Barnstormer (1930 Fleet Biplane) (oz5481)

 

Barnstormer (1930 Fleet Biplane) (oz5481) by Roman Bukolt from Concept Models 1975 - plan thumbnail

About this Plan

Barnstormer (1930 Fleet Biplane). Radio control stand-off scale model, for .40 power. Kit from Concept Models. Scale is 1/6.

Quote: "Barnstormer. 1930 Fleet Biplane, by Romey Bukolt. Sport scale version of a very popular biplane from the 1930's era. An easy model to scratch build, and even easier in the kit soon to be released. See the ad elsewhere in this issue.

I consider myself fortunate to be old enough to remember an era before television, jet planes, and mini-skirts, when it was commonplace to spend a lazy summer afternoon out at the local air patch a mile or so east of town, watching a familiar red biplane performing an aerial ballet of loops, Immelmans, Cuban eights, and spins, in one continuous strand of imaginary yarn tossed freely across the deep blue sky.

The plane was a 1930 Fleet Biplane, powered by a five cylinder radial engine, and dressed in bright red fabric, which was accented by large white letters and numbers on the wings. It belonged to an old barnstormer who earned his wings during World War I. He flew every chance he could get, and spent his weekends picking up enough money to pay for his gas and oil by giving the more carefree townfolk a $3.00 birdseye view of the courthouse, river, and water tower. These are among my fondest childhood memories.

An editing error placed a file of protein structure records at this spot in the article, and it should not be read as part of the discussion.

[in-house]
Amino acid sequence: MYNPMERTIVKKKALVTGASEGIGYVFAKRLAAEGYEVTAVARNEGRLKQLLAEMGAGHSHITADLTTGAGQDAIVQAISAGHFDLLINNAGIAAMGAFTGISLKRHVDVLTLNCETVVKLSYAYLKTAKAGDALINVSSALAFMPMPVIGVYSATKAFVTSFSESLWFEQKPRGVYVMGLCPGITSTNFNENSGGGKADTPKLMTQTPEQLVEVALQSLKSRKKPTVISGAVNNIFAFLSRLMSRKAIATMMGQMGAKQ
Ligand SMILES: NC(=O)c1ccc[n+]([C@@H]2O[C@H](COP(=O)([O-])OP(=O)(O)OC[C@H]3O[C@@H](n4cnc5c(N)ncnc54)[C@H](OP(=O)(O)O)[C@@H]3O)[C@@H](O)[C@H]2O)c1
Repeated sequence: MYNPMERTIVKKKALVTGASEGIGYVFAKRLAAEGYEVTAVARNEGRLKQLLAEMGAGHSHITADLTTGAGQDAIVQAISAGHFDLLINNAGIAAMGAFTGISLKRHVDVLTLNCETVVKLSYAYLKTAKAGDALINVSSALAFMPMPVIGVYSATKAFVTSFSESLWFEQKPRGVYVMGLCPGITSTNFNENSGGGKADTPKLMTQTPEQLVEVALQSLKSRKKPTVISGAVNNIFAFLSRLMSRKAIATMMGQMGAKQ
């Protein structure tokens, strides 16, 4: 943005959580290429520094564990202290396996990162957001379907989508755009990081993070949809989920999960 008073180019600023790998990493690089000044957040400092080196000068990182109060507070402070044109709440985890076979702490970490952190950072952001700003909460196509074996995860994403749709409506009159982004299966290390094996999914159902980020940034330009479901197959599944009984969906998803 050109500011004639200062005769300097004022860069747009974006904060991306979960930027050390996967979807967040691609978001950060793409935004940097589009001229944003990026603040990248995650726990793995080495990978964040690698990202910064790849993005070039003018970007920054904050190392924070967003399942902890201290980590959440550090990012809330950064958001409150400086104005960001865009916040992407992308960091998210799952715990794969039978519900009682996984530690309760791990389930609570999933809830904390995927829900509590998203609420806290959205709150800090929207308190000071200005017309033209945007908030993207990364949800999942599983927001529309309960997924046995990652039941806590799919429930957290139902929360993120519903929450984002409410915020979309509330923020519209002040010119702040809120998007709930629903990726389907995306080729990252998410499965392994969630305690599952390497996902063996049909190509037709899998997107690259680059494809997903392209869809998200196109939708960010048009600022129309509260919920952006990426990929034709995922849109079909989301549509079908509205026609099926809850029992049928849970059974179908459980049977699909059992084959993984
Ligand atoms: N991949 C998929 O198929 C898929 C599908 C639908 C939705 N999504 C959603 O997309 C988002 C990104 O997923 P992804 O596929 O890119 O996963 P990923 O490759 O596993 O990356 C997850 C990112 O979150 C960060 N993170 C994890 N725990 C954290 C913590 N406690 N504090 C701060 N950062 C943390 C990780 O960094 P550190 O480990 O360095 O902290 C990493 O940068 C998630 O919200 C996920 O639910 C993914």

Now, all you biplane nuts, who cherish similar moments, and even you younger 'Double winger' enthusiasts, whose only exposure to barnstorming comes from the current film, 'The Great Waldo Pepper,' have the opportunity to recount those memorable days. The National Sport Pattern Association was formed for you people. Its objective is to duplicate full scale aerobatics in a realistic manner with models which are realistic replicas of biplanes that have been built and flown. The idea is to get away from the slick, crisp, high speed, unreal pattern maneuver of the precision hi-speed, hi-performance pattern ship, and recount the nostalgic days of the smooth, easy-going graceful airshow sequence.

In contrast to the racy Aerornasters, Pitts Specials, Acro-Sports and Acro-Stars, we bring you the 'Barnstormer,' a stand-off scale model of the vintage 1930 Fleet Biplane.

The Fleet, named after a Major Reuben Fleet, was an outgrowth of the Consolidated Aircraft Company, under the direction of Lawrence D Bell, who later was to gain fame as the founder of Bell Aircraft. The first model was granted ATC No.122, in May 1929. Some instability was found in the earliest mod-els, but was corrected with changes in fin and rudder area. Several models were fitted with the five cylinder radial Kinner K5 engine. The Model 8 had a wide fuselage to accommodate three people, The model 10 carried a DH Gypsy Major engine for overseas use. A Fleet factory was built in Ontario, Canada and a winterized version was built there with an enclosed cockpit. The RCAF version was called the Fleet Fawn, and the civilian version was called the Fleet Finch.

In 1930, the famous movies stunt pilot Paul Maritz broke the record for consecutive outside loops by executing, 49 in a Fleet, however the judges discounted three because they claimed he lost heading on them.

A number of Fleet Bipes are still in operation in the hands of collectors, and can sometimesbe seen at Antique Fly-ins or perhaps at the big FAA fly-in at Oshkosh each summer.

The Barnstormer has a number of features designed into it to make it an easy-to-build, easy-to-fly, nearly fool-proof aircraft. I say 'nearly' because I know of modelers who can begin with an ARF airplane kit and end up with a locomotive. I do not claim credit for this design in its entirety. Many of the features are tried and proven, such as the Ugly Stick (oz5175) wing assembly and the Acro-Star (oz6256) cabane struts.